Think of designing like preaching.
They don’t let just anyone get up there and start talking about the things of God. It takes time, diligence and preparation, to name a few. There is a sense of calling and passion — it’s not just a hobby. If design isn’t your calling or passion then you should stop. If you don’t want to stop, then consider growing in your hobby because here’s the kicker…your designing is saying something about Jesus. It’s preaching.
Bad design makes Jesus look bad. Let’s just agree on that.
Good design is about lifting Jesus up and making Him look good. I don’t mean in a superficial way but in the same way a Pastor wants to preach a powerful and effective sermon. A lot of preparation, energy, and exhortation goes into it. There’s a honing of the craft that is evident to a listening ear.
So ask yourself…”Am I bringing the same level of craftsmanship to what I’m designing?”
Here are 3 reasons to stop designing.
- Comic Sans and Papyrus don’t need anymore face time.
Stop using them. Learn the basic art of typography and why it matters in design. Understand the craftsmanship that goes into the process. Use fonts that are highly readable and beautiful. To see some beautiful fonts and learn more try Hoefler Co and to do a deeper dive try the Anatomy of Type.
- Your wells of inspiration have run dry.
Look for new places to get inspired and don’t buy into the idea that you can only source inspiration from Christians. We’ve all seen the sermon series on ‘Desperate Households’ parodying ‘Desperate Housewives’ or ‘Air Jesus’ spoofing ‘Air Jordan.’ Do we need anymore of this? The key is to let quality artists and designers challenge you to improve. Remember, God is a creator, so look at places that have the most celebrated creators. Don’t be afraid to step out of your comfort zone and cross the boundary of sacred vs. secular. Have an open and generous view. Search Dribbble to find great artists doing thoughtful work.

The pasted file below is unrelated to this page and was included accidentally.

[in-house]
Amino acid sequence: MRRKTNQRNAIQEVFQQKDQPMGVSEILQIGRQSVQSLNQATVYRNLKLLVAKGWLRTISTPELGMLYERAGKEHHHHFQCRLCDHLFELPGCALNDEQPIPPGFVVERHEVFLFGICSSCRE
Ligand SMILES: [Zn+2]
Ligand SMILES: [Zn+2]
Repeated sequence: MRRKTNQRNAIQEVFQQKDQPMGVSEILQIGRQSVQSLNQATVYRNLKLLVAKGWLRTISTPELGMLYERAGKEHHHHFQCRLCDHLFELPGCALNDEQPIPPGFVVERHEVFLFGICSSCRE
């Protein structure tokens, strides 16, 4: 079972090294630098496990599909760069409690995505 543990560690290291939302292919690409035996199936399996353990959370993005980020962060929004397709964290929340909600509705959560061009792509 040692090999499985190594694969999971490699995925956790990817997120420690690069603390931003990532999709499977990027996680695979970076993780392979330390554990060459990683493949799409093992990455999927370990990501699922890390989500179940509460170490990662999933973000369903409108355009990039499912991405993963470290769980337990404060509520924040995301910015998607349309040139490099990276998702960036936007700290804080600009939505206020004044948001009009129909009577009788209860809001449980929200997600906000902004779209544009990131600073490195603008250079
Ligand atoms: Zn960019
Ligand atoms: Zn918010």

- Your stock photos are cheesy.
Nix the photos of awkwardly dressed business models portraying ‘teamwork.’ And while you’re at it say NO to white Jesus. Look for something more authentic. Don’t settle for the cliché. Shoot compelling ‘everyday’ photos that capture the essence of your Christian experience. Or you can try Lightstock where you can find great collections of faith-focused, cheesy-free stock photos (Full disclosure, I am a co-founder at Lightstock).
Do not think of design as a volunteer role in your church, ministry or non-profit. It’s not the same as getting someone to direct traffic or pass offering plates. It’s a role you should pay for. Place value on it. Honor skill. Value the aesthetic. Because when you do, it makes the heart behind the message even more beautiful. It honors craftsmanship and above all it honors the master Craftsman.